Media tagged African American

Allen Iverson - Reebok Answer IX Commercial

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This commercial is for Reebok's athletic shoe –Answer IX –that was released in 2005 and endorsed by NBA All-Star Allen Iverson. It depicts a shirtless Iverson before a game, and highlights the many injuries endured by the player throughout his career. The commercial ends with an announcer proclaiming, “This Guy is a Warrior”, and Iverson asserting that it is, “Time to go to work.”

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America's Next Top Model-Racial Mixing

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In this clip from cycle 13 of America’s Next Top Model, the final six contestants travel to Maui, Hawaii – Tyra’s chosen “exotic” location for the second half of the season. This photo shoot is held in a sugar cane field, and each of the six girls is asked represent the cultures of “two very distinct races” – for example, Botswanan and Polynesian, Tibetan and Egyptian, Mexican and Greek. Tyra and Jay explain that their inspiration for the setting and theme of the shoot is the “hapa” or multiracial heritage of the Hawaiian Islands.

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Asian Americans and Hillary Clinton

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This CNN report was broadcast in 2008 as a feature on the Asian American community’s stance to the upcoming Democratic Party Presidential primary elections. The report suggests that the Asian American community, while diverse, was a big supporter of Hillary Clinton. Many of the interviews are conducted with Asians whose English language proficiency is minimal; in another instance, a 4th generation Japanese American man suggests that Japanese Americans would be averse to supporting then-Senator Obama on account of his race.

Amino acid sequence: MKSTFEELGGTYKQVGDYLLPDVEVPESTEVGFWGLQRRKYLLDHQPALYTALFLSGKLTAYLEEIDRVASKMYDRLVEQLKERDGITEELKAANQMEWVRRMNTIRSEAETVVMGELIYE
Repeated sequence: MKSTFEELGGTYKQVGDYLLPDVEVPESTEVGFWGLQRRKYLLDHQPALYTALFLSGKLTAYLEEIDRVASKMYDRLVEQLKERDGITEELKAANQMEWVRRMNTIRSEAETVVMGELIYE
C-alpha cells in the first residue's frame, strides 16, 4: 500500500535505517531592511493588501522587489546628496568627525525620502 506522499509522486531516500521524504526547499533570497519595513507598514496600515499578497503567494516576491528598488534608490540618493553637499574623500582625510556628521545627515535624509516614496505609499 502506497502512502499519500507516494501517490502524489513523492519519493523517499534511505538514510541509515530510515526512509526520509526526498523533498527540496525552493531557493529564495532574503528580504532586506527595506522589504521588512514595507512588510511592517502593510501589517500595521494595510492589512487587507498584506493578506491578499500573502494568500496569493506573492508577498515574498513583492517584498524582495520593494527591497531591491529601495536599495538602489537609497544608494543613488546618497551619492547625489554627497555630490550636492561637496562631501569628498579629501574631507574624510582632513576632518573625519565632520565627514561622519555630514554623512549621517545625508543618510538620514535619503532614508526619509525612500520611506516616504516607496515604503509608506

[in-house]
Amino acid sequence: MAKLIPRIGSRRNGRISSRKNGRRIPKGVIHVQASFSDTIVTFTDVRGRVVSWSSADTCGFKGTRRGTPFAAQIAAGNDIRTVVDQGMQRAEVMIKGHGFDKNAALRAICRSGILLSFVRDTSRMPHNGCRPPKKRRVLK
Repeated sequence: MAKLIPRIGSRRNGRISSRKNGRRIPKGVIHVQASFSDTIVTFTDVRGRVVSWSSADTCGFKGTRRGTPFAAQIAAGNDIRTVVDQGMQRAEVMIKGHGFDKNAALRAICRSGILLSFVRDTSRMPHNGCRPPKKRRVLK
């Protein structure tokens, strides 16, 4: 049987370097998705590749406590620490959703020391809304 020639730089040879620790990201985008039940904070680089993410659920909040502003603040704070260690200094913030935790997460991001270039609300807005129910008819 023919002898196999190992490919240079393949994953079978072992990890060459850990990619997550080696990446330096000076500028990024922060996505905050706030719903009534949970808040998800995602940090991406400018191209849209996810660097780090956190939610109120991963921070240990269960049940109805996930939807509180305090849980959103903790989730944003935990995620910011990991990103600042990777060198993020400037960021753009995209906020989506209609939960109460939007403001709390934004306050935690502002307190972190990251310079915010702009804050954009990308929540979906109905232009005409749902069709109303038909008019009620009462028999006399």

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Barack & Curtis - Manhood, Power & Respect

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This brief documentary was produced by filmmaker Byron Hurt in 2008, shortly before Barack Obama was elected President of the United States. It is an exploration through the historical construction of black masculinity in America over time. It compares and contrasts the masculine representations as exemplified by Barack Obama, on one hand, and rapper 50 cent (Curtis James Jackson III) on the other. Ultimately, it pushes the viewer to think of black masculinity in between the extremes.

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Being 12 - "Because I'm Latino, I Can't Have Money?"

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This video features the voices of a diverse group of 12-year-olds from West Side Collaborative Middle School in New York City talking about their experiences with race, racial identity, and racism. The featured students speak about their backgrounds, families, experiences with discrimination and stereotyping, and the confusion, fears, anxieties, and racial injustices they face in their everyday lives. The video is part of a multimedia project called Being 12: The Year Everything Changes, produced by pubic radio station WNYC.

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